County giving tax collectors 'incentive-based' raise

David Weissman
  • York County commissioners adopted an ordinance to offer tax collectors incentive-based raises.
  • If collectors follow all guidelines, each would receive 47 cents more per bill collected.
  • Collectors argue the new compensation system amounts to a penalty system; they might bring the issue to court.

York County commissioners voted Wednesday to give county tax collectors a raise for the first time in at least 20 years, but the collectors expressed disappointment with the deal.

In this file photo, York County commissioners, from left, Chris Reilly, Susan Byrnes and Doug Hoke hold their weekly meeting at William Penn Senior High School in York City, Wednesday, April 20, 2016. Dawn J. Sagert photo

County officials billed the ordinance as an incentive-based raise, but collectors argued during an hours-long meeting that the changes to the compensation program amount more to a penalty system.

The deadline for the county to alter its compensation formula to the collectors is Feb. 14, which is before the next scheduled commissioners' meeting. After that date, the compensation levels are set for 2018 through 2021, according to county solicitor Glenn Smith.

Currently, the county pays tax collectors 75 cents per bill sent and $2.14 per payment collected.

The original ordinance being considered by the commissioners would reduce those compensations to 6 cents per bill sent — the amount York Mail Service would charge for the service — and $1.15 per payment collected, while adding $1.30 per payment remitted to the county on time, 10 cents apiece for providing electronic details regarding each taxpayer's county, municipal and school payments, 15 cents per bill submitted using the county-provided tax collection software and 30 cents per account listed on a tax duplicate or an electronic lien list.

Concession: One main point of contention was the incentive to use the county's tax collection software.

Northeastern votes to give tax collectors a raise

Lee Hoffheins, president of the York County Tax Collectors Association, said 29 of the association's 61 members collect for municipalities that require per capita data, which the county's system does not allow and which would disqualify them from receiving that compensation.

A per capita tax is applied to all adult residents in a municipality, as opposed to just those required to pay property taxes, and county Treasurer Barbara Bair said the system is not capable of accepting that information.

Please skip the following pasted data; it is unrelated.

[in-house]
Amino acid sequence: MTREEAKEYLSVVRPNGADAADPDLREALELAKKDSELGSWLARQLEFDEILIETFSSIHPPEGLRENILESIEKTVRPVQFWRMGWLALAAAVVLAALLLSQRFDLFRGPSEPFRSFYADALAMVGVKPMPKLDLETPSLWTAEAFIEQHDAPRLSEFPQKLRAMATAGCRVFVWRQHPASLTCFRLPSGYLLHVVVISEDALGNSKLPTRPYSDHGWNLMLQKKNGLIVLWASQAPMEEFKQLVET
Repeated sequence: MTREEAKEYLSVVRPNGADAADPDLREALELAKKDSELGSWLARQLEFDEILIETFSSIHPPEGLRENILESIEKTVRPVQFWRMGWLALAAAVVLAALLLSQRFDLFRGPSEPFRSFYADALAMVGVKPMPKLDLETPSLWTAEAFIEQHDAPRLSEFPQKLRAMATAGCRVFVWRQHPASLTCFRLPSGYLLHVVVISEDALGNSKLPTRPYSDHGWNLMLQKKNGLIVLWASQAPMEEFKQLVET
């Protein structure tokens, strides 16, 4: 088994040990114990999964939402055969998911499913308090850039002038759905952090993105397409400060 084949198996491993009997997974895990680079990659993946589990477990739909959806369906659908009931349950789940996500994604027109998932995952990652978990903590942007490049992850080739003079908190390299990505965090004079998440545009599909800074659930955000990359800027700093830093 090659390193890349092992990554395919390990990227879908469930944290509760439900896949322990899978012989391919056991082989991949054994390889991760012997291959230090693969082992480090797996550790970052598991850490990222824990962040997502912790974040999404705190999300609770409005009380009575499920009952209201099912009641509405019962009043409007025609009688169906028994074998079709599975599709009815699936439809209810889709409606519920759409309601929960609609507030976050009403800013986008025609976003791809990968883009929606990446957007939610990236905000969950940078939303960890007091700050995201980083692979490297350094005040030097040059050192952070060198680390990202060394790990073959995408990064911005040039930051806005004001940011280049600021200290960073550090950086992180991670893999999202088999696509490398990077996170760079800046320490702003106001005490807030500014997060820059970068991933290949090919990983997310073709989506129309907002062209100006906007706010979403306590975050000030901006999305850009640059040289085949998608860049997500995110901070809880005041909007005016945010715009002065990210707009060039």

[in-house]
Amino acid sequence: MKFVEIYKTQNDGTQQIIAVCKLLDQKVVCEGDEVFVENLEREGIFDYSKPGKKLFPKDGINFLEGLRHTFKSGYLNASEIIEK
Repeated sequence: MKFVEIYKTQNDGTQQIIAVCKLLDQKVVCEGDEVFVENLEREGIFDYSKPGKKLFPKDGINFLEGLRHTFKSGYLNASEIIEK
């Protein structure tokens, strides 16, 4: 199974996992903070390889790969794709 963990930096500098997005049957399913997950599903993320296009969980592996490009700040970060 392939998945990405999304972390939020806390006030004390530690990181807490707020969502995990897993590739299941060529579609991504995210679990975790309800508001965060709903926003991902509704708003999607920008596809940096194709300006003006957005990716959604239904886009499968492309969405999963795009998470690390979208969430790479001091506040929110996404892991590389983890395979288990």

Rhonda Harpster, a tax collector for Franklin Township and Franklintown, suggested that officials move that 15 cents to a different compensation rate to ensure that all collectors could receive it.

Commissioners decided to recess into an executive session, which lasted about 20 minutes, to discuss Harpster's proposal. They eventually amended the ordinance to add that 15 cents onto the per payment collected on time, bringing it to $1.45 each, while still offering 10 cents per bill submitted using the county-provided software.

The amended ordinance was unanimously approved, but Hoffheins said afterward that he was still disappointed, despite the concession.

Dave Gentzler, manager for East Manchester Township, said early in the meeting that he believed if commissioners passed the ordinance, the issue could wind up in court.

Hoffheins said before the final vote that Gentzler's opinion does not represent the association, but he said afterward that taking the grievances to court might be the association's only recourse.

The only raises the tax collectors have received from the county during the past 20 years have been court-ordered, Hoffheins said, though he added that his association hasn't necessarily had difficulty recruiting new collectors when needed.

"If they would have just given us a raise, they wouldn't have had to do this incentive program," he said, pointing out that county employees recently received a 3 percent raise.

Incentives: County administrator Mark Derr said the tax collectors would receive 47 cents more per bill if they take advantage of all the incentives. The county is able to offer that raise by saving approximately $120,000 by contracting with York Mail Service to deliver the tax bills.

If bills are mailed back to tax collectors for any reason, the county will pay them 75 cents per bill to resend them, Derr added.

Commissioner Chris Reilly said that, after raising the county tax rate for two consecutive years, he wanted to make sure any raises given to collectors increased efficiency and didn't cost taxpayers.

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Derr said most collectors submit their information to the county in an accurate and timely manner, but there have been some collectors who have caused issues.

Bair said her office spends an "exorbitant" amount of time dealing with issues caused by collectors not doing their jobs correctly. The extra work costs taxpayers in the form of overtime costs, she said, and the incentive program would aim to reduce that extra work by encouraging collectors to submit information electronically.

Tax collectors present at the meeting argued that there are numerous issues with the new compensation program, and it has led to hard feelings.

Kathy Emswiler, a tax collector for East Manchester Township for 25 years, said no other taxing authority — collectors also receive payment from municipalities and school districts — makes stipulations when granting raises.

"Never before have I felt so unappreciated and insulted than by this proposal," she said.

— Reach David Weissman at or on Twitter at @DispatchDavid.